Emerging Photographer Ben Horton is on the reef system of Alacranes - off the coast of the norther tip of the Yucatan Peninsula. Thanks to satellite phone and to Ben's insight we have a Blog!
Listen here - LIVE from Alacranes
It’s hard to imagine a place so beautiful and so bountiful can in reality be suffering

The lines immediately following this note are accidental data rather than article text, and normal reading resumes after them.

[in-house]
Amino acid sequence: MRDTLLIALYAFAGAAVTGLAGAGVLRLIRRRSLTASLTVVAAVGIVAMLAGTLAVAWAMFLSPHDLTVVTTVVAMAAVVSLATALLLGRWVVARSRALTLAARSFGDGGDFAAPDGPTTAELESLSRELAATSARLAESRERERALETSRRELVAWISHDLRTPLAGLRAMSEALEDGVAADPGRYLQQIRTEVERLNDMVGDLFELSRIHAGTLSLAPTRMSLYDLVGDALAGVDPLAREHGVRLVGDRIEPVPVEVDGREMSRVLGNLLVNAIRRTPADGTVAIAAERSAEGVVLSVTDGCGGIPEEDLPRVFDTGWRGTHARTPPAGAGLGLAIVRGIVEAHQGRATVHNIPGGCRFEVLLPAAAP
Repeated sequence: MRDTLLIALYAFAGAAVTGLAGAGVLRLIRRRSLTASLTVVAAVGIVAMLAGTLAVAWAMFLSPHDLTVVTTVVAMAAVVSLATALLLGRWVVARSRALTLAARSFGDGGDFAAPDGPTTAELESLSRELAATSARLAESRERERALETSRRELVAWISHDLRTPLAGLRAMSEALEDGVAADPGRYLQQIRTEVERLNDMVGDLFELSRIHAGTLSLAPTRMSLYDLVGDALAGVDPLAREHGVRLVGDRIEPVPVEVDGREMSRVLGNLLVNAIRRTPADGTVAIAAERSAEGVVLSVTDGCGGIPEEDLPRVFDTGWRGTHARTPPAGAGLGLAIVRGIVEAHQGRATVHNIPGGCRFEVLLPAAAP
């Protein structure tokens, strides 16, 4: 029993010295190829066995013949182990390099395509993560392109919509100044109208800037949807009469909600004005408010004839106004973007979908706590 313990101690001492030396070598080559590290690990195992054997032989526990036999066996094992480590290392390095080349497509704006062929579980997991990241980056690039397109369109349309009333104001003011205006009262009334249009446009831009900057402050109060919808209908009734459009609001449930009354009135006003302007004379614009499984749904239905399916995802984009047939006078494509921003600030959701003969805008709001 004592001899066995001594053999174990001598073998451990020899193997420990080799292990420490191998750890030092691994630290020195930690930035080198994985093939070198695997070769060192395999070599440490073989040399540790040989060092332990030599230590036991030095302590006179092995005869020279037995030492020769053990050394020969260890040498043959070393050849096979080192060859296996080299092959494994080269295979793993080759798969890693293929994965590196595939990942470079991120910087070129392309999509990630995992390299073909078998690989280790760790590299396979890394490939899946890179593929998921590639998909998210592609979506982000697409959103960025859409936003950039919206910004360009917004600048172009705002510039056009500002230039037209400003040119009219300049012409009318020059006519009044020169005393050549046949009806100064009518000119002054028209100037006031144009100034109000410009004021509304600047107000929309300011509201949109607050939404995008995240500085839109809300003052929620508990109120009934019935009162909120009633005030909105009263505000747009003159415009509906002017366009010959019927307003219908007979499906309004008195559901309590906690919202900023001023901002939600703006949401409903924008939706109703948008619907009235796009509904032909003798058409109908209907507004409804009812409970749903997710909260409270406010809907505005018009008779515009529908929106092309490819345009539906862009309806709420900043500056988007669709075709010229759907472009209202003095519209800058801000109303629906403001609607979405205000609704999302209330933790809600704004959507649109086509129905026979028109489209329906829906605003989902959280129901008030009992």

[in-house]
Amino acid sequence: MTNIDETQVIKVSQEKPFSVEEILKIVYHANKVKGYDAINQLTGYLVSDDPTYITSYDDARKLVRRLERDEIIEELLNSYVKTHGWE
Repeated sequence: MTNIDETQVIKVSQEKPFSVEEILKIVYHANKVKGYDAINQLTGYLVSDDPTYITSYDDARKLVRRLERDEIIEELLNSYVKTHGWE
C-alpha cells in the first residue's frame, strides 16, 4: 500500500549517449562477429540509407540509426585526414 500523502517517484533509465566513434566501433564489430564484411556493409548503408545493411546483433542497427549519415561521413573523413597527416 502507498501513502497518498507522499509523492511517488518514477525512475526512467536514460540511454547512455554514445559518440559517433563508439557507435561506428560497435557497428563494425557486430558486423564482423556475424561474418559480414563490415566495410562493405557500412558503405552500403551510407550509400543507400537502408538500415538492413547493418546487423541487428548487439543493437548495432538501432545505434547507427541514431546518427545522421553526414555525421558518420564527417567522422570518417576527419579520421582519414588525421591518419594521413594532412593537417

At first glance the reef is swarming with life but with a closer look, there is a lot missing. The swarms we see at first are missing some key species. Unlike the meats we eat that come from land, most of the fish we consume are predators. Think about it when you drop a line into the water in hopes of catching dinner you don’t bait your hook with algae or coral, you bait it with fish. The predators are missing I’ve yet to see a shark. Snapper are around but most of them are small specimens. I’ve seen but a few small grouper. This is the largest reef system in the Gulf of Mexico; it should be central breeding ground for these important species, yet they are either absent or very small. The reasons are obvious, fishing boats dot the horizon tourist season brings crowds of 500 or more people to the island at a time and all the while the reef struggles to maintain its ecosystem. On other photographic expeditions I have visited places that are better protected and places that are quite a bit more remote. The feeling that I’ve always had on those trips is that I was in a place where the scales were precariously balanced even leaning slightly more towards catastrophe. I’ve always fought for these places to maintain their ecosystems that are so vital to the entire oceans health. In the Alacranes we are seeing what happens when those scales are tipped drastically, there is little to no protection. It’s beautiful out here, and it’s not too far gone that it can’t be brought back. Without action now, this place will soon become an ocean desert, and there will be no choice but to stop fishing here because there will be nothing left.